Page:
Fast forward to a decade later: I still can't make plans. In fact, I've pretty much given up on making any long term plans because it's obvious that I haven't learned to give up trying to control things. Yes, that's the conclusion I came to this weekend; things don't happen like I want them to because I'm still trying to have too much control over them. I'm still being taught that lesson. Now how do I know this? I'm not 100% sure, of course, but I came to the very painful but eye-opening realization that as much as I say "God, I trust in You" and "You show me what You want me to do" I still try to do things my way. Old habits die hard, folks. Not to say that I don't trust God, because I do, but I'm also selfish. I want things to go how I want them to, when I want. I want to have an idea of what the future is going to hold for me so that I'm not surprised. Blame it on dealing with anxiety and PTSD for half of my life.
This week there were plans to finish all my exams early. Even though I got no time to study for a couple of weeks due to health issues, hospital visits, and then a number of other things that popped up, I just wanted to get them over with. I was able to go back to my alma mater (oh, I'll blog about that soon) and take one of the three exams on Thursday. My anxiety was horrendous because I hadn't studied but I still managed to pass the exam. I was scheduled to go back on Friday (yesterday) to take two more exams.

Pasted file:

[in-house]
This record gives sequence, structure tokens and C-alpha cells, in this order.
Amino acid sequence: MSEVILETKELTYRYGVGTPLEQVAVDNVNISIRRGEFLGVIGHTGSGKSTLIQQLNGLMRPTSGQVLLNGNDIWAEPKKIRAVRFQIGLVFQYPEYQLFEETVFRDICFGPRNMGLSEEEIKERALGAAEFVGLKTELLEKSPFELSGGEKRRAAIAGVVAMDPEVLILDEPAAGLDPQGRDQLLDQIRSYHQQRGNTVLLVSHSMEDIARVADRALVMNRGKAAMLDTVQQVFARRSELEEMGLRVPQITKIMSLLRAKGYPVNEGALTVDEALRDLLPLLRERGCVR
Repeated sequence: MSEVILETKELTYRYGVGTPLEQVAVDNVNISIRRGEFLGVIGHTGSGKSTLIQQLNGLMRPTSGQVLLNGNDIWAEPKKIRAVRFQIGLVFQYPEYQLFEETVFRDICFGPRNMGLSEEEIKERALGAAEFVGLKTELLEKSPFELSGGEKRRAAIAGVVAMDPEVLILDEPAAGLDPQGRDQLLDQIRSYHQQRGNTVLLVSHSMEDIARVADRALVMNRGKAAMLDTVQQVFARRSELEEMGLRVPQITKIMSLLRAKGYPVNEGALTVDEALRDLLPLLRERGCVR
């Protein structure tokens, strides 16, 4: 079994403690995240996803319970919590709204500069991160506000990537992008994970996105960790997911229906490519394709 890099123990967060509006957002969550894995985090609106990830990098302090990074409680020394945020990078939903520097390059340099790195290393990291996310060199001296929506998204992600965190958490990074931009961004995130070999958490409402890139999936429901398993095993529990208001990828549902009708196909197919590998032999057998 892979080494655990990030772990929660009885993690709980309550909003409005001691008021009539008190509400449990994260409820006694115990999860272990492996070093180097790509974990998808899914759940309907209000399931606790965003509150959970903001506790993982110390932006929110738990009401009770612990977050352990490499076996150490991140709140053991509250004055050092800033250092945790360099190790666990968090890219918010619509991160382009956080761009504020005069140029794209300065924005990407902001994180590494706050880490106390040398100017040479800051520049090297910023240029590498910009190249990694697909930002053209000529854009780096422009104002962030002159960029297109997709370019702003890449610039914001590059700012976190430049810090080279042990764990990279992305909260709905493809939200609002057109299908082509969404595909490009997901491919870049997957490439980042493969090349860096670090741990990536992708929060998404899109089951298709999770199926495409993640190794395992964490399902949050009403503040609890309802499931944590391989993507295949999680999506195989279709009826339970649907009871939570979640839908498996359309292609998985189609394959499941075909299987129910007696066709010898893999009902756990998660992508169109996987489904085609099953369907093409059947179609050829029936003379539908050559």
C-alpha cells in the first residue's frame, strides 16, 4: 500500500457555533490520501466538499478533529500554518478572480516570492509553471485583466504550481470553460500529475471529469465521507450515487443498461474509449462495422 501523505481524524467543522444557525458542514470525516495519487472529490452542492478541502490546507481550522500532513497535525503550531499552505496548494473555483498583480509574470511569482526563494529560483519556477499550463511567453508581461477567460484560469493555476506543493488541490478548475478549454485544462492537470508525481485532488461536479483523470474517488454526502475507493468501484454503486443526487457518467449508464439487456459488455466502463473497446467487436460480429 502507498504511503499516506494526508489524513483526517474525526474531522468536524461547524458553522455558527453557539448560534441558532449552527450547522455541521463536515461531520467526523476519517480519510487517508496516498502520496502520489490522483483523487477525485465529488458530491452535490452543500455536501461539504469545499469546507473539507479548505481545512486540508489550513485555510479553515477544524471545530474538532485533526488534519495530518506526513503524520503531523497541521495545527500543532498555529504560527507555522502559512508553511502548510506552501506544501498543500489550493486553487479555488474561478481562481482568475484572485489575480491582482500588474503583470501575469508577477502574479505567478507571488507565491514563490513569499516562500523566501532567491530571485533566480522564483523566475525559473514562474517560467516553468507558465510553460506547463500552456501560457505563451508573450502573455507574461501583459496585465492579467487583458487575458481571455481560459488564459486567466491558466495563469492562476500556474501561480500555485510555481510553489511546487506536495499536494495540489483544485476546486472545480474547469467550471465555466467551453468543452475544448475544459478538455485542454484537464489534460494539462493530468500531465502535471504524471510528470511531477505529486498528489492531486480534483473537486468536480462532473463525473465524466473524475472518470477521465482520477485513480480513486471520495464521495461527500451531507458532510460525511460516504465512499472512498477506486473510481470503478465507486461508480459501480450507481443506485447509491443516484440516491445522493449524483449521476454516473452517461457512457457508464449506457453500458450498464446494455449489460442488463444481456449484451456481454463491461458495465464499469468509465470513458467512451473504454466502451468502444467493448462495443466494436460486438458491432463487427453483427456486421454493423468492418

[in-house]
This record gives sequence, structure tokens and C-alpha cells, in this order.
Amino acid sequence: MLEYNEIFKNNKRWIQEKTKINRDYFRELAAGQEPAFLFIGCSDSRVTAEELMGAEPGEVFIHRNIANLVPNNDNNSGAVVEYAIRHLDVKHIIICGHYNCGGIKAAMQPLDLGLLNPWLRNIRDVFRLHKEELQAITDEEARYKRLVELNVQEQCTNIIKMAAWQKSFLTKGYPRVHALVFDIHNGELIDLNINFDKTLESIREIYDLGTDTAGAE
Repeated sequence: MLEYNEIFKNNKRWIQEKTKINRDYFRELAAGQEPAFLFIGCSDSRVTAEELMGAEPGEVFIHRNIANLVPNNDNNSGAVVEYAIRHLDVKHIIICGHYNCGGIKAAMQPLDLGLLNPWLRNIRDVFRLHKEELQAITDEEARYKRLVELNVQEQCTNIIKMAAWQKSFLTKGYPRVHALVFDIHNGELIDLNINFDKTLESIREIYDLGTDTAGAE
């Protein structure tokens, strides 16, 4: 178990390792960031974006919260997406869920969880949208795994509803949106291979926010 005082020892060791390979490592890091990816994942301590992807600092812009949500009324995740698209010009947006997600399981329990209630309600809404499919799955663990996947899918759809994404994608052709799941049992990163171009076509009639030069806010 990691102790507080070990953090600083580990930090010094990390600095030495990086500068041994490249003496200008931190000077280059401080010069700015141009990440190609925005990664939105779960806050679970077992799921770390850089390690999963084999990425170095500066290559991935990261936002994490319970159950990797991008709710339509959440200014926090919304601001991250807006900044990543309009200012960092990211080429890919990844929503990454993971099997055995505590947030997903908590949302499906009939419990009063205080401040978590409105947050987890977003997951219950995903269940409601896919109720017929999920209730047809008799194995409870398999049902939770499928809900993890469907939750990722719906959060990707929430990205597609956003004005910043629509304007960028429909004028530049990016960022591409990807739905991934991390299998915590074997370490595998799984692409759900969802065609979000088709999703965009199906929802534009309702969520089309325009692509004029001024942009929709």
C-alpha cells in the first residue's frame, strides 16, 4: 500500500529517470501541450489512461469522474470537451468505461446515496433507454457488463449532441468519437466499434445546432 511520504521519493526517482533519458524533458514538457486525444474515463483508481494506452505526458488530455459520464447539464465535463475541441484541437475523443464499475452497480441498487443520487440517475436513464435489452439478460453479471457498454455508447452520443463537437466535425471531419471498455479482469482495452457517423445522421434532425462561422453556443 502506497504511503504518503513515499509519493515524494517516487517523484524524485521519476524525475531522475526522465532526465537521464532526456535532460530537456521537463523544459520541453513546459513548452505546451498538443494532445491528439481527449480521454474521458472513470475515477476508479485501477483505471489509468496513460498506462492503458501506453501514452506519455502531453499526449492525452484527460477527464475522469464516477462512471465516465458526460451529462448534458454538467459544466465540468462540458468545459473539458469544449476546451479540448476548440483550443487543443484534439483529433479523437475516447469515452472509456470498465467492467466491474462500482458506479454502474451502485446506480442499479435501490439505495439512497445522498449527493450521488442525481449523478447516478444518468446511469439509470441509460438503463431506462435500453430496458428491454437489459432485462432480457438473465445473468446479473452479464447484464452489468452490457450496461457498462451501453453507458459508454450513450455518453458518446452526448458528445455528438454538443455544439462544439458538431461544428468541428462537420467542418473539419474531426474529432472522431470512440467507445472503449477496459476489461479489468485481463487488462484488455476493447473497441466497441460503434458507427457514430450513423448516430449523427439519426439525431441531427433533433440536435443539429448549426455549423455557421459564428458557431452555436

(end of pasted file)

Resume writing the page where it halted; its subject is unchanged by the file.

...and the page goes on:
Yesterday morning I woke up feeling more relaxed despite not having studied much for either exam. I ate my usual breakfast, got dressed, and waited for my ride to pick me up. While waiting for the ride I thought "I'll go apply some holy water to my forehead; I can use all the help I can get today." Almost immediately afterward I started feeling stomach cramps. "Nerves," I thought to myself... until they got worse. I had a feeling I would not make it through morning rush hour traffic on the 405 (that's a freeway/highway for you non-local folks) so I decided to stay home. The phone rang; my ride was waiting outside for me. Nope, I wasn't going. My stomach cramps got so painful that my heart started racing. It didn't last for more than maybe an hour or so (chamomile tea FTW!) but I had to reschedule my exams for Monday. Thankfully my proctor was wonderful about it and said it was no problem; to feel better and go in on Monday. Did I mention that this all happened at 5-6 a.m. and I was scheduled to start my exams at 7 a.m. so it was really last minute to make these changes on my proctor?